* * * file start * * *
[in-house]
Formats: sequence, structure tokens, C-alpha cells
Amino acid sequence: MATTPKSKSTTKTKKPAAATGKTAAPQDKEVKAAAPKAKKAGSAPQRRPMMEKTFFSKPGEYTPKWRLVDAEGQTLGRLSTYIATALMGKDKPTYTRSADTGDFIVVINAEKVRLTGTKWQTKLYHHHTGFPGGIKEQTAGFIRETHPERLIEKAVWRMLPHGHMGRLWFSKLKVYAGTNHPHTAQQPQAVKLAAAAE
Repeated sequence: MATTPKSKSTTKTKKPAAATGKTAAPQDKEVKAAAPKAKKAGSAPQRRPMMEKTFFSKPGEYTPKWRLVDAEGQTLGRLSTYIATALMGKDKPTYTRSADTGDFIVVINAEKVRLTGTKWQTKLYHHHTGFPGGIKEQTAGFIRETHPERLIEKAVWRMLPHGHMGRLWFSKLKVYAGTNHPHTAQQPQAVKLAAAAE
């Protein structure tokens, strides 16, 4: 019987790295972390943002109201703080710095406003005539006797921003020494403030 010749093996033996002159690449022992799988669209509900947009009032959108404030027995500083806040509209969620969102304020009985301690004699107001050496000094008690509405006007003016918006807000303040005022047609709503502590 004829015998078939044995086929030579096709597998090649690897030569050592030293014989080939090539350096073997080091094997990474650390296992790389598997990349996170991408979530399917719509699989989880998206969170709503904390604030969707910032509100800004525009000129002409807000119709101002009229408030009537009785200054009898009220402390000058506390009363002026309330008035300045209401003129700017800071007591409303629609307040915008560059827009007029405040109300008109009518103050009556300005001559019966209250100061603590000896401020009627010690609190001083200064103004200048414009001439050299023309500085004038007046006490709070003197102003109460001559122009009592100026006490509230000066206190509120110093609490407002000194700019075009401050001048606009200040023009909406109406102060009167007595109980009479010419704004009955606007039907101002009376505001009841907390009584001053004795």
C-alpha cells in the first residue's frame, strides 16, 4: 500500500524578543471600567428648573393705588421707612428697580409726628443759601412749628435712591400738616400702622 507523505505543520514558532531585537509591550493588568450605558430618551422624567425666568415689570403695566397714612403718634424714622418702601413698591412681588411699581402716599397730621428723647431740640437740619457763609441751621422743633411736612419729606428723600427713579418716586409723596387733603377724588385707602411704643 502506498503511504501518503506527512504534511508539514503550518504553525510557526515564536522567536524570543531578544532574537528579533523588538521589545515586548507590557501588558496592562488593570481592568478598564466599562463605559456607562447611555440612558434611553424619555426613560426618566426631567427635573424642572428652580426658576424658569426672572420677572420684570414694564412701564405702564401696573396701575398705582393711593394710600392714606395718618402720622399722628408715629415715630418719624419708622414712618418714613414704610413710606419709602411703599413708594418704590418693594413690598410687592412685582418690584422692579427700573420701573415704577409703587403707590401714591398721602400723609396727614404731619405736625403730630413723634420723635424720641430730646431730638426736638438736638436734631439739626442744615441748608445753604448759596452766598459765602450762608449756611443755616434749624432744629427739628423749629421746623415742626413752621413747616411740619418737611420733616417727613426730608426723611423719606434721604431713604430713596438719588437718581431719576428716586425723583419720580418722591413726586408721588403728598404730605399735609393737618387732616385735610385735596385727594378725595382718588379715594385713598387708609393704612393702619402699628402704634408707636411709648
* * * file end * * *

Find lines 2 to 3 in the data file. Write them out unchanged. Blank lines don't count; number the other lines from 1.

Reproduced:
Formats: sequence, structure tokens, C-alpha cells
Amino acid sequence: MATTPKSKSTTKTKKPAAATGKTAAPQDKEVKAAAPKAKKAGSAPQRRPMMEKTFFSKPGEYTPKWRLVDAEGQTLGRLSTYIATALMGKDKPTYTRSADTGDFIVVINAEKVRLTGTKWQTKLYHHHTGFPGGIKEQTAGFIRETHPERLIEKAVWRMLPHGHMGRLWFSKLKVYAGTNHPHTAQQPQAVKLAAAAE